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Meeting young farmers’ ambitions: a condition for the success of the new CAP

By Diana Lenzi, European Council of Young Farmers (CEJA)

Picking apples in an orchard in Slovenia. Source: CEJA.

The Conseil Européen des Jeunes Agriculteurs (CEJA) is the EU’s main interest group for young farmers and has considerable interest in a CAP that will help them realise their ambitions in agriculture. CEJA presents itself as a forum for dialogue between Europe’s next generation of farmers and key decision-makers. Diana Lenzi is a young farmer from Tuscany, where she manages her family’s winery since 2008. Recently elected as the new president of CEJA, she presents some of the key perspectives of her organisation on the new CAP, which, in her view, is crucial for generational renewal and farming practices that are economically, socially and environmentally sustainable for both producers and consumers of agricultural products.

Young farmers are key to addressing the new CAP’s objectives

Generational renewal in agriculture has been on the EU political agenda for over two decades. As farm demographics continue their steady decline, never has the need for young farmers been so pressing. With the new Common Agriculture Policy (CAP), Member States will be at the forefront of determining whether common objectives can be achieved in the future through their National Strategic Plans. Without young farmers, who will be able to tap into the climate mitigation potential of agriculture and deliver on climate neutrality by 2050? How will the EU even realise its commitments to negative emissions after 2050? Without generational renewal in agriculture, who will build production strategies enabling resilient and sustainable food systems? Most importantly, how will the EU ensure rural areas are not left behind in the whole process? These are only a few question marks, but they illustrate with great accuracy the vital importance of attracting and sustaining young farmers in the future CAP.

Generational renewal: a cross-cutting objective…

The objective of generational renewal in agriculture is not a novelty of the CAP post-2020. Back in 2000, the European Court of Auditors called on the European Commission to include the situation of young farmers in its legislative actions. Only 7.4 % of farm managers were below the age of 35 years and today they represent around 5.6 %. While decreasing demographic trends are not limited to agriculture only, the unique role of the farming sector in feeding the population, acting against climate change and maintaining activity in rural areas make them a worrying development. In light of all the challenges ahead, it appears clear that the CAP is at a turning point. Thus, far from being a specific social and societal objective, generational renewal appears instead as the cornerstone of our ambition for the future.

At a time when the enabling of resilient and sustainable food systems is so central, with the United Nations Food Systems Summit approaching (26–28 July 2021), the lessons learned from the COVID-19 pandemic and the publication last year of the Commission’s Farm to Fork Strategy, generational renewal remains a vital consideration that is too often overlooked. Food systems in which producers are driven away from the fields, stables and orchards are not resilient or sustainable. Without young people who are able to live from their vocation for farming, it is ultimately the diversity and the strengths of EU food systems that will be undermined.

Climate adaptation and mitigation is another challenge that will require a workforce and fresh energy. In its Green Deal, the EU has made ambitious commitments to become the first climate-neutral continent by 2050. Targets have been aligned, as a consequence, but their achievement will in practice also depend on farmers’ ability to contribute to them. Management of natural resources, landscape arrangements to prevent the effects of adverse climate events, carbon sequestration and other sustainable practices are essential levers of action when translated both into regulatory and market-based solutions. But they will require young farmers, women and men, to be implementable in the decades to come.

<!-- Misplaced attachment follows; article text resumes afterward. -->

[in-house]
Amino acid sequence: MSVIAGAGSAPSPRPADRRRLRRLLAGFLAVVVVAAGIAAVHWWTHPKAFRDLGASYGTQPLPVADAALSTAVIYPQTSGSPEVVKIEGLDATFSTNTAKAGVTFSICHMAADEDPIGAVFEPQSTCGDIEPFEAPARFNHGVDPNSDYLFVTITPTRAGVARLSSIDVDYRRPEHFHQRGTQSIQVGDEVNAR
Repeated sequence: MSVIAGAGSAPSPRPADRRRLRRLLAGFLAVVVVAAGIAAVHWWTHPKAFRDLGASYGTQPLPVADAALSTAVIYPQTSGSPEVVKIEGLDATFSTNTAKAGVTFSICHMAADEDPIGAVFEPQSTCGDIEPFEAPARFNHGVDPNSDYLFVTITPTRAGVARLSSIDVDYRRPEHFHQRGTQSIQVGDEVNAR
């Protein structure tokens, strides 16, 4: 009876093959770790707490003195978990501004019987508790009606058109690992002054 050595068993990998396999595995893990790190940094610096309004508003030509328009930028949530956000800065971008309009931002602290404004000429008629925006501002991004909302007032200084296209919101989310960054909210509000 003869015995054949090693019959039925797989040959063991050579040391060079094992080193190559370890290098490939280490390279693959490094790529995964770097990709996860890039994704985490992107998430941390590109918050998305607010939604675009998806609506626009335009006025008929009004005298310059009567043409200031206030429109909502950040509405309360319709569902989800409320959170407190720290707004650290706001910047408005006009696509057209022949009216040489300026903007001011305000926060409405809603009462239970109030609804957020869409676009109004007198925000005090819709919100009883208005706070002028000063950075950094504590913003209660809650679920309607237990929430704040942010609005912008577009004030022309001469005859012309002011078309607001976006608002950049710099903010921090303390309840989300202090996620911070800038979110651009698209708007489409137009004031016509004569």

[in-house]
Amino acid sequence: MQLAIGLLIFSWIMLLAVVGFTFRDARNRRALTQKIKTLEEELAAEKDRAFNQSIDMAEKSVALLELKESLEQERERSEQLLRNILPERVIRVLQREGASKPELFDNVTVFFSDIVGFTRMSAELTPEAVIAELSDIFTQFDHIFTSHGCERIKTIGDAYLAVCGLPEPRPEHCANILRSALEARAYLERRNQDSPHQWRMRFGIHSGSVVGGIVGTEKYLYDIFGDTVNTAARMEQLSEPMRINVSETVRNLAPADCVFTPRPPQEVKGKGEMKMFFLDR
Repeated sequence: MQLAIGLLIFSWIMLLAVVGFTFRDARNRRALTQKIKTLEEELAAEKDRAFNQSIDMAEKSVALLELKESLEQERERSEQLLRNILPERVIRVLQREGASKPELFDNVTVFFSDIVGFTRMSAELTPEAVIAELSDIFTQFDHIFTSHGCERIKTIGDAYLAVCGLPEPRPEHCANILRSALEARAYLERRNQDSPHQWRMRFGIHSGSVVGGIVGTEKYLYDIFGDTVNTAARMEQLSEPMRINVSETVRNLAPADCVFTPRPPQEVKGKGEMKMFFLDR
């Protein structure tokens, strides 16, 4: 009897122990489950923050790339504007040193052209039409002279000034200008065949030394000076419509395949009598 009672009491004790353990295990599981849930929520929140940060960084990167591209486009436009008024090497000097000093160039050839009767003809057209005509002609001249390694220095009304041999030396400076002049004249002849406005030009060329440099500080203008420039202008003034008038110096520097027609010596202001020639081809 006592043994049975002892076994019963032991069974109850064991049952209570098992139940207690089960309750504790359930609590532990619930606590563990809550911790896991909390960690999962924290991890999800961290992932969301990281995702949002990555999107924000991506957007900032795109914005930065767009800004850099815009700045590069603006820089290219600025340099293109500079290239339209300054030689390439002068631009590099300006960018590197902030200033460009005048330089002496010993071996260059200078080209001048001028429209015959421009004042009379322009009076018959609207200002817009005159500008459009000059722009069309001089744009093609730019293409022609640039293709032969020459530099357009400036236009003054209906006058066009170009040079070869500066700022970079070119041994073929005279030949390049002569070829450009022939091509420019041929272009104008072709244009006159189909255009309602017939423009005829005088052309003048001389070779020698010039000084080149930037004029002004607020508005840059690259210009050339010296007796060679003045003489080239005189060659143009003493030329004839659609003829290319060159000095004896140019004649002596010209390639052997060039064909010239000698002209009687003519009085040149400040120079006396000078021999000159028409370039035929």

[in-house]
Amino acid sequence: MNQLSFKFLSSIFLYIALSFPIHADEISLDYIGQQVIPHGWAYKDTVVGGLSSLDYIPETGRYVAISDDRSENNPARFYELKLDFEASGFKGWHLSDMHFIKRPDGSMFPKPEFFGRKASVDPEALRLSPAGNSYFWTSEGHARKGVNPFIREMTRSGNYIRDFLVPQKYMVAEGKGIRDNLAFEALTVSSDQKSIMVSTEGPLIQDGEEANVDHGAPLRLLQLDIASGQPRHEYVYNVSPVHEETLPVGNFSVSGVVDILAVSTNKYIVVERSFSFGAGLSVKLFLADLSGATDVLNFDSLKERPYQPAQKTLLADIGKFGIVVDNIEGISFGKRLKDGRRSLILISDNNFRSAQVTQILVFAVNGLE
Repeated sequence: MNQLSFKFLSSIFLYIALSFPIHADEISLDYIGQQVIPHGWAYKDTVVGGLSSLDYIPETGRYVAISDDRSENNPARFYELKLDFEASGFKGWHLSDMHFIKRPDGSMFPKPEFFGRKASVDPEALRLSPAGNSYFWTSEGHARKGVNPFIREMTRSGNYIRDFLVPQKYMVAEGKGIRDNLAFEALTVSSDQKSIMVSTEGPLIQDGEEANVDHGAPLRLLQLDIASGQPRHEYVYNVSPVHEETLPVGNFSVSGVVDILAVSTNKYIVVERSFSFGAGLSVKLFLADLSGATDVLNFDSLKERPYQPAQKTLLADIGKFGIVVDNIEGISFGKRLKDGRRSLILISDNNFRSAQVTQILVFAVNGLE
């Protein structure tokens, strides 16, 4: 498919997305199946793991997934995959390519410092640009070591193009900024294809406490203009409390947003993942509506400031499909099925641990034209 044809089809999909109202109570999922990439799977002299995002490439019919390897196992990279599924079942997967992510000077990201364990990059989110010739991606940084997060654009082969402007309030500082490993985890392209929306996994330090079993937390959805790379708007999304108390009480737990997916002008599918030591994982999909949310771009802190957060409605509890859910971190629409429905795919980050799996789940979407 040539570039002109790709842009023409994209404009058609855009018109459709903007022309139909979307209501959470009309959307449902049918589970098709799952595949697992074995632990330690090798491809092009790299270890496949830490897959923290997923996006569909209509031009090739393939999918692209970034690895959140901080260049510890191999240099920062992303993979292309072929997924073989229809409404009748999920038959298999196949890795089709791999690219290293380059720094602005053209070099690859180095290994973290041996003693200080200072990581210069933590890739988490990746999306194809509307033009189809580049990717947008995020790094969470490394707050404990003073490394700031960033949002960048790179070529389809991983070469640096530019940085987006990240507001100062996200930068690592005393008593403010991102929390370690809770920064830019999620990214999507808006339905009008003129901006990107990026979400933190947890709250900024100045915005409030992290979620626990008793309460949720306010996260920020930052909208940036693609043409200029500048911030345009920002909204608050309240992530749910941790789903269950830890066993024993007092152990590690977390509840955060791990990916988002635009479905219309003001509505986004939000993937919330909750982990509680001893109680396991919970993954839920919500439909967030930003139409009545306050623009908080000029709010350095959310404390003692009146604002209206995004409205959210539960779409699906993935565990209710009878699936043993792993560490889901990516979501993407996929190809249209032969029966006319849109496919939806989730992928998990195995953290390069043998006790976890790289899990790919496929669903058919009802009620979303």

The EU has put forward the objective of leaving no one behind. It is a crucial commitment to live up to when it comes to rural areas. In this perspective, agriculture remains a critical factor. Its capacity to boost growth, create added value and ultimately employment must be preserved. It is quite legitimate for new generations to defend decent living and working standards in their rural territories. Young farmers are at the forefront of such a movement.

…confronting the harsh reality of setting-up farming activities

Despite the importance of having young people setting up in agriculture, there are still many hindrances. To fully implement all CAP objectives on the farm, young farmers’ needs must be fully addressed in future National Strategic Plans. As foreseen in CAP Strategic Plans, three aspects will need to be covered by Member States: (1)

  • access to land ownership, land mobility and land restructuring;
  • access to credit and investment; and
  • access to knowledge and skills.

Access to land ownership remains a primary concern for young European farmers. Agricultural land has been under increasing pressure, resulting in higher competition and prices and urban sprawl. Land concentration, in our opinion partly due to the hectare-based nature of direct payments under the CAP, makes it increasingly complex to access land ownership. Land leasing contracts are not always as stable, undermining young farmers’ long-term environmental action. Land is also characterised by a low degree of mobility and transfer, illustrated by the phenomenon of land retention among pensioners or by the difficulty for retiring farmers to connect with young farmers willing to take over the farm.

Two generations at work, Austria. Source: CEJA

Farm income and investment capacity are a central issue to all farming activities and especially to young farmers. Agriculture is a highly capital-intensive sector, and starters need to make critical investments in the first years whether or not they are on a family farm. Yet, when applying for a loan, young farmers are two to three times more likely to have their application rejected by the bank compared with other age categories, due to the perceived risks, the lack of appropriate fixed assets as collateral, or inadequate business plans. (2)